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Galveston man pursing legal actions after being mistaken as escaped inmate and attacked by police K-9

PEARLAND, Texas (KTRK) — A Galveston man is taking legal action against the University of Texas Medical Branch and the Texas Department of Criminal Justice after he was mistaken for an escaped prisoner and tackled to the ground.

On May 8, Jeremie Cummins voluntarily left UTMB’s mental health unit after turning himself in. As he walked away, he said he heard a UTMB and TDCJ officer mistake him for an escaped prisoner. UTMB has a unit that specializes in prisoner care.

Cummins kept walking, but the officers called over their radios that there was an escaped prisoner, according to his attorney Albert Ruiz.

“That’s what made me say, ‘No, I’m not a prisoner. I’m not a prisoner. I just left the hospital, I’m going home,'” Cummins recalled.

He continued to walk and surveillance video shows officers chasing him and sending a K-9 officer after him. Cummins was taken to the ground and attacked by the dog. He said he was bitten on the face and started bleeding.

Body camera footage obtained by Ruiz shows Cummins on the ground yelling that he is not an escaped prisoner.

Seconds later, an officer was heard asking another officer, “so that’s not your guy?” Another officer was heard on the phone with someone asking, “so not a prisoner?”

“They are doing a count,” the officer at the scene told the person on the phone. “We’re having them do a count to verify it’s not, but it’s not. I know it’s not.”

“They didn’t check with their superiors,” Ruiz said. “They didn’t check with their roster or call someone at the hospital and say, ‘Do we have an escaped prisoner?’ They just saw him walking down the street and assumed he was.”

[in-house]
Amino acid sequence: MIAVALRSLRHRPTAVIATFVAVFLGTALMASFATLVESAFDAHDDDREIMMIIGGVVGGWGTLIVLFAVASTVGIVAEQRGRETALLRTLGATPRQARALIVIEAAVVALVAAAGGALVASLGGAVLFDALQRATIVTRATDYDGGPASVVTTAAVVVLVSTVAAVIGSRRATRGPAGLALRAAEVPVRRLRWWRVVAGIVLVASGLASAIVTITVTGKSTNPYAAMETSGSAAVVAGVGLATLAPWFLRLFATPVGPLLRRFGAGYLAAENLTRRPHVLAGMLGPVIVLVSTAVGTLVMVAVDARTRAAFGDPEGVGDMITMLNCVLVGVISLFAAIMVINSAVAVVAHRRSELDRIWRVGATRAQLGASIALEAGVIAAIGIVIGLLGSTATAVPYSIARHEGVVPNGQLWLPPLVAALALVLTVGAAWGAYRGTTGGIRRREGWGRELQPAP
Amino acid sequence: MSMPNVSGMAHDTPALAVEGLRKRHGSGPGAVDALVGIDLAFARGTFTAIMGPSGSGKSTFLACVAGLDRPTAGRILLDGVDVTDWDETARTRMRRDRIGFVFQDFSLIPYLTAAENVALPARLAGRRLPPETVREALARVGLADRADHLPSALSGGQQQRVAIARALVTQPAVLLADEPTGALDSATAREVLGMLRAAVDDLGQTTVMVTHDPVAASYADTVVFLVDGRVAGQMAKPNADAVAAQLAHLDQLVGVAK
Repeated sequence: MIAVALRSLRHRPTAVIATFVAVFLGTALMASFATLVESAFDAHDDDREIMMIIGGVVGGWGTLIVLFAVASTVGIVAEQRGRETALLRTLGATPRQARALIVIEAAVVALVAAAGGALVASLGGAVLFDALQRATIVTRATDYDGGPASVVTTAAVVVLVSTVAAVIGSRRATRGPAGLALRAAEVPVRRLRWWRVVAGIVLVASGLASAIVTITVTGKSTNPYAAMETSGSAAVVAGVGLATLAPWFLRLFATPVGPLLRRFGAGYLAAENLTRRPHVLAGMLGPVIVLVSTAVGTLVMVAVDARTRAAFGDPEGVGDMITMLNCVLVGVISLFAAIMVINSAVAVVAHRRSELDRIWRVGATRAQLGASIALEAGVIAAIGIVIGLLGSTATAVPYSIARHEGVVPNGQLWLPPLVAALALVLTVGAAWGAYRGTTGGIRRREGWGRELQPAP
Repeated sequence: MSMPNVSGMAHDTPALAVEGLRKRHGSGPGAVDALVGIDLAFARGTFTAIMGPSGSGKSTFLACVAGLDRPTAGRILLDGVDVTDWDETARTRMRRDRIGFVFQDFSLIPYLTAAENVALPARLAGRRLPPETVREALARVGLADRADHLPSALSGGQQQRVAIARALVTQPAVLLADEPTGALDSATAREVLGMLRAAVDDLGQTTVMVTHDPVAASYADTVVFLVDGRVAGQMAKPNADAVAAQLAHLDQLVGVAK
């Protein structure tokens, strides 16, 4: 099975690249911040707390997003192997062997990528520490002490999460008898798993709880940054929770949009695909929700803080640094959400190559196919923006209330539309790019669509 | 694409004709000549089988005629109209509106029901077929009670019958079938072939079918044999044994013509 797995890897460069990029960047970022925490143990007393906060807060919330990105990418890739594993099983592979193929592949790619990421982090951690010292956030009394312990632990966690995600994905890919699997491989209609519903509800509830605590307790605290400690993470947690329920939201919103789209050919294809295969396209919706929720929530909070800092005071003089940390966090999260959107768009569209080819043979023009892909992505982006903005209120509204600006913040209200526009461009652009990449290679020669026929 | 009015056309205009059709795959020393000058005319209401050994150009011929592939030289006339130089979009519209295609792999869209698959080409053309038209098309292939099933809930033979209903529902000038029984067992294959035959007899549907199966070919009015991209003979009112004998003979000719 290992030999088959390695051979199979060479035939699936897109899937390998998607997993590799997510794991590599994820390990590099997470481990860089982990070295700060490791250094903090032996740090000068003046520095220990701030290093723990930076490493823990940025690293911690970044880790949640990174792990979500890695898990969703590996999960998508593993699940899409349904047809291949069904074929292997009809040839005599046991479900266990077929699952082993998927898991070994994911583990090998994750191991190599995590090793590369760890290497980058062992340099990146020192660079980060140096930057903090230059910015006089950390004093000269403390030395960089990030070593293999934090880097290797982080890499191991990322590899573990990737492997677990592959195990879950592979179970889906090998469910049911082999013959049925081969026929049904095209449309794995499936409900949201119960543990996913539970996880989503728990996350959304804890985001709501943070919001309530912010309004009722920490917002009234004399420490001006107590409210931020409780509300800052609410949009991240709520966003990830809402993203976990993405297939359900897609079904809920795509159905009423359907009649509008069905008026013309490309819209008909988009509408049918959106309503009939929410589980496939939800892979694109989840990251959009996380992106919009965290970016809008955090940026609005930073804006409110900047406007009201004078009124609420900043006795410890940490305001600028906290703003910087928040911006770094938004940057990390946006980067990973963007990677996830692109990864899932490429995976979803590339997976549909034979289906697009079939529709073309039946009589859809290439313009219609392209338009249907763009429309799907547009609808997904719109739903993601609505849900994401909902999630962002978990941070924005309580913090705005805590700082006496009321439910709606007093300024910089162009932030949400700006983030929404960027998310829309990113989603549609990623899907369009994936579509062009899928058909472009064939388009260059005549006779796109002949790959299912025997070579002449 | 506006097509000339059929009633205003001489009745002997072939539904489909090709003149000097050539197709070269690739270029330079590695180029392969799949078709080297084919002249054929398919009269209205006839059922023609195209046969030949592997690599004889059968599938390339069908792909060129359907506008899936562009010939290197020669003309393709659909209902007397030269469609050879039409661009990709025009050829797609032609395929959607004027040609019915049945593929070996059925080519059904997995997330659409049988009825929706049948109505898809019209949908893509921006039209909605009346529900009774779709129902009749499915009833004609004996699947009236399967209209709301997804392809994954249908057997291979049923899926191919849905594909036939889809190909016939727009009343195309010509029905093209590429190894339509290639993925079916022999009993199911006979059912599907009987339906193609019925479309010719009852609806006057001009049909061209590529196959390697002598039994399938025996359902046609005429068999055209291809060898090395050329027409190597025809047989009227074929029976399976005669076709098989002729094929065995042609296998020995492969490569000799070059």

Ruiz said they kept Cummins on the ground for at least 20 minutes in the heat while they counted the prisoners at UTMB. There was not an escaped prisoner.

From there, they put him in the back of a police car and accidentally locked themselves out of the car. Cummins had a seizure in the back of the car.

Despite what happened, police still charged Cummins with resisting arrest and took him to jail.

“They did absolutely everything wrong every step of the way,” Ruiz said.

He said he was placed on suicide watch and kept in a cell without any clothes for two days.

“I didn’t run,” Cummins said. “I have mental issues, but I’m not crazy. I didn’t run. I would have been crazy to run. I’m an unarmed, black man running and they think I’m a prisoner. They would killed for nothing.”

The criminal complaint has since been withdrawn.

Ruiz said they plan to file an official notice of intent to take legal action against both UTMB and TDCJ this week. He said if they take action against the officers involved and compensate his client, they will not pursue legal action. If they don’t, they plan to file a federal lawsuit.

They did not get any information about the status of the officers involved.

The lawyer questions why UTMB’s mental health officer was not called to the scene for assistance.

“There’s a lot of talk about dealing with people with mental health issues, but there’s not a lot of action,” Ruiz said. “They’re investing money in these protocols and ways to help these people, but they’re not implementing the plan.”

In a statement, TDCJ said:

“On May 8, 2022, TDCJ correctional officers observed a non-TDCJ patient from UTMB-Galveston walking suspiciously toward the prison side of the hospital. UTMB police were notified and responded. Further questions about UTMB’s response and detention of the patient must be directed to the UTMB police.”

UTMB declined to comment due to pending litigation.

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